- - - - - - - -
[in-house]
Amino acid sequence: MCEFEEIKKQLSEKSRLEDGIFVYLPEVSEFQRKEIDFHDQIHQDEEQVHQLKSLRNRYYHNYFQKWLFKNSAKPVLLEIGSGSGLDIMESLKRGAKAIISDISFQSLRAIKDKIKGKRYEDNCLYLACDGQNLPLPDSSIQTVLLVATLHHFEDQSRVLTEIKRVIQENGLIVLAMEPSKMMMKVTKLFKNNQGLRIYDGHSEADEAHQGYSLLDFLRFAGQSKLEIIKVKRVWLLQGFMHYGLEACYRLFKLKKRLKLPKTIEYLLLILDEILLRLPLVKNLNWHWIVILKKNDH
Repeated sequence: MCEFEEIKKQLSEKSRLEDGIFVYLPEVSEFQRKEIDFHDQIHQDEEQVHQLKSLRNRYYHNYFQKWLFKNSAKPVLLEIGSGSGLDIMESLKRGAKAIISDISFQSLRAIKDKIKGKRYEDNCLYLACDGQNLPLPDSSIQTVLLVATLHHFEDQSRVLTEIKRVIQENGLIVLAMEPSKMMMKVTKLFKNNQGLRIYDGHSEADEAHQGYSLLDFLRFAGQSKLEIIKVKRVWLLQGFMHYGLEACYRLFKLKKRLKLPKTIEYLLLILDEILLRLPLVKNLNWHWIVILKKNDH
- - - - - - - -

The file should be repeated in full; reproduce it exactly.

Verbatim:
[in-house]
Amino acid sequence: MCEFEEIKKQLSEKSRLEDGIFVYLPEVSEFQRKEIDFHDQIHQDEEQVHQLKSLRNRYYHNYFQKWLFKNSAKPVLLEIGSGSGLDIMESLKRGAKAIISDISFQSLRAIKDKIKGKRYEDNCLYLACDGQNLPLPDSSIQTVLLVATLHHFEDQSRVLTEIKRVIQENGLIVLAMEPSKMMMKVTKLFKNNQGLRIYDGHSEADEAHQGYSLLDFLRFAGQSKLEIIKVKRVWLLQGFMHYGLEACYRLFKLKKRLKLPKTIEYLLLILDEILLRLPLVKNLNWHWIVILKKNDH
Repeated sequence: MCEFEEIKKQLSEKSRLEDGIFVYLPEVSEFQRKEIDFHDQIHQDEEQVHQLKSLRNRYYHNYFQKWLFKNSAKPVLLEIGSGSGLDIMESLKRGAKAIISDISFQSLRAIKDKIKGKRYEDNCLYLACDGQNLPLPDSSIQTVLLVATLHHFEDQSRVLTEIKRVIQENGLIVLAMEPSKMMMKVTKLFKNNQGLRIYDGHSEADEAHQGYSLLDFLRFAGQSKLEIIKVKRVWLLQGFMHYGLEACYRLFKLKKRLKLPKTIEYLLLILDEILLRLPLVKNLNWHWIVILKKNDH